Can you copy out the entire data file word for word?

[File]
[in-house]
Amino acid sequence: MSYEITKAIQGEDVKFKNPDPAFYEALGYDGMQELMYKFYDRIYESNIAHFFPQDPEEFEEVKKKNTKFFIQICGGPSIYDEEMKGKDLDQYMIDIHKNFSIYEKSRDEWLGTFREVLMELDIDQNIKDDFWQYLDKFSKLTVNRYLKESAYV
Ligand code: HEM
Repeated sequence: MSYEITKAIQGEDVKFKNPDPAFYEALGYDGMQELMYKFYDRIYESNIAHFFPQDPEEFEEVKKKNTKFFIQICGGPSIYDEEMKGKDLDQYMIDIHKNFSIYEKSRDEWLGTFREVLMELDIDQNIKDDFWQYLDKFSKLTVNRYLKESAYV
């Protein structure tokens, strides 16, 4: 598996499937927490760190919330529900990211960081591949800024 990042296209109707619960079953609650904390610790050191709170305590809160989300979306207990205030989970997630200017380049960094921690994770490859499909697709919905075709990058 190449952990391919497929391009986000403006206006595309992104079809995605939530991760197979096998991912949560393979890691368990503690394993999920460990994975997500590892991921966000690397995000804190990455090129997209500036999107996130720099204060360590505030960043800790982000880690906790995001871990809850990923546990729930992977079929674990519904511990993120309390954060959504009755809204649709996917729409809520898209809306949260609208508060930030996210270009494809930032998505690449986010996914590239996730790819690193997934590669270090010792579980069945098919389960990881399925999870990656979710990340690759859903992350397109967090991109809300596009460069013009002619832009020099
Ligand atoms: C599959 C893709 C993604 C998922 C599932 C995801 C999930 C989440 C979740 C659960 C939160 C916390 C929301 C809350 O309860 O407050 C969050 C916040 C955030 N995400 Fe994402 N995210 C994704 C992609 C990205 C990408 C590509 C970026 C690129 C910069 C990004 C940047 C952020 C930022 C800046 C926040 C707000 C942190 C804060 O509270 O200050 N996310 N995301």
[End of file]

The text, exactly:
[in-house]
Amino acid sequence: MSYEITKAIQGEDVKFKNPDPAFYEALGYDGMQELMYKFYDRIYESNIAHFFPQDPEEFEEVKKKNTKFFIQICGGPSIYDEEMKGKDLDQYMIDIHKNFSIYEKSRDEWLGTFREVLMELDIDQNIKDDFWQYLDKFSKLTVNRYLKESAYV
Ligand code: HEM
Repeated sequence: MSYEITKAIQGEDVKFKNPDPAFYEALGYDGMQELMYKFYDRIYESNIAHFFPQDPEEFEEVKKKNTKFFIQICGGPSIYDEEMKGKDLDQYMIDIHKNFSIYEKSRDEWLGTFREVLMELDIDQNIKDDFWQYLDKFSKLTVNRYLKESAYV
């Protein structure tokens, strides 16, 4: 598996499937927490760190919330529900990211960081591949800024 990042296209109707619960079953609650904390610790050191709170305590809160989300979306207990205030989970997630200017380049960094921690994770490859499909697709919905075709990058 190449952990391919497929391009986000403006206006595309992104079809995605939530991760197979096998991912949560393979890691368990503690394993999920460990994975997500590892991921966000690397995000804190990455090129997209500036999107996130720099204060360590505030960043800790982000880690906790995001871990809850990923546990729930992977079929674990519904511990993120309390954060959504009755809204649709996917729409809520898209809306949260609208508060930030996210270009494809930032998505690449986010996914590239996730790819690193997934590669270090010792579980069945098919389960990881399925999870990656979710990340690759859903992350397109967090991109809300596009460069013009002619832009020099
Ligand atoms: C599959 C893709 C993604 C998922 C599932 C995801 C999930 C989440 C979740 C659960 C939160 C916390 C929301 C809350 O309860 O407050 C969050 C916040 C955030 N995400 Fe994402 N995210 C994704 C992609 C990205 C990408 C590509 C970026 C690129 C910069 C990004 C940047 C952020 C930022 C800046 C926040 C707000 C942190 C804060 O509270 O200050 N996310 N995301």